The Telegraph
Since 1st March, 1999
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Before polls, health is fair
- Swasthya Mela budget up 20 fold in ‘feel-good’ times

Calcutta, Feb. 9: Delhi’s “feel- good” has come to town, spreading cheer among politicians.

What used to be low-key affairs involving doctors and patients have, in an election year, been converted by a central government directive into money-splurging occasions giving opportunity to politicians to get close to voters.

It does not cost the politician a paisa but makes the exchequer poorer by Rs 3.36 crore (in this state alone).

Till last year, the annual Swasthya Melas were conducted by the administration, which would set up stalls, ask its doctors to be present and invite people for free check-ups. Twelve fairs, targeting the poor, were arranged in the state and Rs 40,000 was allotted for each.

A change of policy signalled by the Centre has changed all that, much to the glee of the politician who, anyway, was preparing to hit the road soon.

The new rules give each Lok Sabha constituency a three-day health fair, with a budget of Rs 8 lakh, 20 times the sum allotted last year. Bengal has 42 parliamentary constituencies, making the exercise worth Rs 3.36 crore. Last year, the entire amount spent was Rs 4.8 lakh.

Politicians have grabbed the opportunity with both hands, making the most of an exercise funded by taxpayers to score political points.

Take, for instance, the health fair in Calcutta Northwest. The MP from the constituency, Sudip Bandopadhyay, is apparently out of favour in the Trinamul Congress because of his reported dalliance with the BJP when the relationship between the two parties had hit a low. When the leader was in the BJP’s good books, Union health minister Sushma Swaraj was slated to inaugurate the fair. But, with the BJP leadership now cosying up to Trinamul leader Mamata Banerjee, there was no Swaraj on Saturday, when the fair was opened. Instead, a less important leader — minister of state Vallabbhai Kathiria — was there to stand in today, at the closing.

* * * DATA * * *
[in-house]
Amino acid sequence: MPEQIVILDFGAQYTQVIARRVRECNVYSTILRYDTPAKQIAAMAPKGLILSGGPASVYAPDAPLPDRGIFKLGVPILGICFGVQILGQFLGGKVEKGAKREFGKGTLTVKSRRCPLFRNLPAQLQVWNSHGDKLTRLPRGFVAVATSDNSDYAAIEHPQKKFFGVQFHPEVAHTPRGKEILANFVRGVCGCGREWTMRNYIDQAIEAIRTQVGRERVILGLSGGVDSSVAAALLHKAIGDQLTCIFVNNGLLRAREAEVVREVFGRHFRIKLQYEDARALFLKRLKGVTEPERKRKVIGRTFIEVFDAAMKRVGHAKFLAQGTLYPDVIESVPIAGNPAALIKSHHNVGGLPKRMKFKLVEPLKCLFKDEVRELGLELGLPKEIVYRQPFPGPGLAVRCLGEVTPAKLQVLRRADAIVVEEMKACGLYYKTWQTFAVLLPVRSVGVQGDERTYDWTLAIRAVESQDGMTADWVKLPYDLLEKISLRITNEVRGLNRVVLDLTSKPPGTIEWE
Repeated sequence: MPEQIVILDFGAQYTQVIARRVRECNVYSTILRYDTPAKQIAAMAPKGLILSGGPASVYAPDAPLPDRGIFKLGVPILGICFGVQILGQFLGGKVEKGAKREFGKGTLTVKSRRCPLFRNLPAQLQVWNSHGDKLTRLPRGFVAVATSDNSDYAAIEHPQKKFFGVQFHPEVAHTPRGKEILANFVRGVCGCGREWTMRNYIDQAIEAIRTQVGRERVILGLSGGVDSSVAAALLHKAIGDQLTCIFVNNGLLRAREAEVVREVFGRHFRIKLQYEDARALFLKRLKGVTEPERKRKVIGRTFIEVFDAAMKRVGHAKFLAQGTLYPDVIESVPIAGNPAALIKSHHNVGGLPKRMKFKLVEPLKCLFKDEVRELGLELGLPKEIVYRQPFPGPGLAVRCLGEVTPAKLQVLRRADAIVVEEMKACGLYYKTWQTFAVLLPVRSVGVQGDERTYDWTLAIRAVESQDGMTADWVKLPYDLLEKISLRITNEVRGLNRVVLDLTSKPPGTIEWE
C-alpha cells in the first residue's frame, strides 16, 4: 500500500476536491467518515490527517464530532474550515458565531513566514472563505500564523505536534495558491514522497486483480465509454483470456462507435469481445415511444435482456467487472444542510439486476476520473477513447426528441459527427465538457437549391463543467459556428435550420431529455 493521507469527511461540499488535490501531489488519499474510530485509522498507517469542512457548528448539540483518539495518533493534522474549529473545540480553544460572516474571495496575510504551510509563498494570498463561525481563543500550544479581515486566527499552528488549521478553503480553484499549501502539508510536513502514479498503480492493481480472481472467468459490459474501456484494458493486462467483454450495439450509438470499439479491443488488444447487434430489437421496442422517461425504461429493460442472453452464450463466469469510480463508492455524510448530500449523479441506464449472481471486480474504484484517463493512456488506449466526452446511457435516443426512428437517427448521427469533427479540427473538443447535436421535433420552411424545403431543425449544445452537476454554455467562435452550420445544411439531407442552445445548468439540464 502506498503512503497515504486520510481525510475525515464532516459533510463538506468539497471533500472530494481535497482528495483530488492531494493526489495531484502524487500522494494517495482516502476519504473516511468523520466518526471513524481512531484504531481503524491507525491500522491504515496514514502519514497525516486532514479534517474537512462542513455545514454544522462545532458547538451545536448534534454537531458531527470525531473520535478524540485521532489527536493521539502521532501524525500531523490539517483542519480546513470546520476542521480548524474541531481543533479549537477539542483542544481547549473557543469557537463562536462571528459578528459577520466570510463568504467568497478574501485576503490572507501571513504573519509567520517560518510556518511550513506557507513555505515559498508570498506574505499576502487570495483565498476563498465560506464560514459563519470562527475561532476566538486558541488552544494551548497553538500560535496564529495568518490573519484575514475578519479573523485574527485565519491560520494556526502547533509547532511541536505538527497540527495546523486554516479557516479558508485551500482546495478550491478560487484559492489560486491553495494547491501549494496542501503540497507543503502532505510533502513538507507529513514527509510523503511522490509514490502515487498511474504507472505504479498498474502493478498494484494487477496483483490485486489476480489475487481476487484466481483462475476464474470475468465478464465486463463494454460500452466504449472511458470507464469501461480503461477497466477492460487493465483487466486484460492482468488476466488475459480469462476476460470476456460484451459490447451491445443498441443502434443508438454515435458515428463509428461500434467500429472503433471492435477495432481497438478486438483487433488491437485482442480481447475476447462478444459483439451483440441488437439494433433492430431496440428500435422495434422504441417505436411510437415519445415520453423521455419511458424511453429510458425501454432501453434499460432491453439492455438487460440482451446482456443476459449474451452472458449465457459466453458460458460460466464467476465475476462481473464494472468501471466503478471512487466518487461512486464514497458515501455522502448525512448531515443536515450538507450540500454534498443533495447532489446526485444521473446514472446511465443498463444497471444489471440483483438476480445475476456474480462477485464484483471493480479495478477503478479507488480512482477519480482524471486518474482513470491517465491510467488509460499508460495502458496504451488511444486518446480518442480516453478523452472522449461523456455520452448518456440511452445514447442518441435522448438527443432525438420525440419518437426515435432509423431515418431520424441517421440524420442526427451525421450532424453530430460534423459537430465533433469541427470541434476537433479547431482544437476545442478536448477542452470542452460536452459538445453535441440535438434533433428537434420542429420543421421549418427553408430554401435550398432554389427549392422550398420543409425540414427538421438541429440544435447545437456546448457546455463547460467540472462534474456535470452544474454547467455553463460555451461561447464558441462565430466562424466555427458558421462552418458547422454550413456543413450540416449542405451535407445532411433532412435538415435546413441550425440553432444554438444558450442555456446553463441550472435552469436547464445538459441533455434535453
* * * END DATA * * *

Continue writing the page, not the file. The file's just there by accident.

There were free check-ups but attention was rivetted on the dais, where the mood was definitely political with one speaker calling Bandopadhyay the “symbol of progress”.

In Jadavpur, where Trinamul MP Krishna Bose will take on CPM leader Sujan Chakraborty, the programme was held last week. At the inauguration at Thakurpukur, all three political guests were Trinamul MLAs — Partha Chattopadhyay, Paras Datta and Dilip Mandal.

In the rest of the state, where most parliamentary seats are held by the Left Front, the favour has been returned.

The politicisation of health fairs has caused much heartburn among the medical fraternity. “This year, the health fair has relegated the doctor — the most important factor — to the least important position. They have taken swasthya (health) out of the exercise, making it a mere mela,” said Malay Patra, the secretary of the Indian Medical Association’s Bengal branch.

Bose, however, defended the politicians’ presence. “All three political invitees happened to be from our party because the area is surrounded by three constituencies that are represented in the Assembly by Trinamul leaders,” she said.

“Doctors from the Institute of Child Health, the Swadesh Basu Hospital and the administration responded favourably, as nearly 5,000 people. The eye and ECG camps were frequented the most,” Bose said, adding that such fairs were necessary as they helped “doctors and patients bond better, especially in view of the dismal health-sector scenario”.

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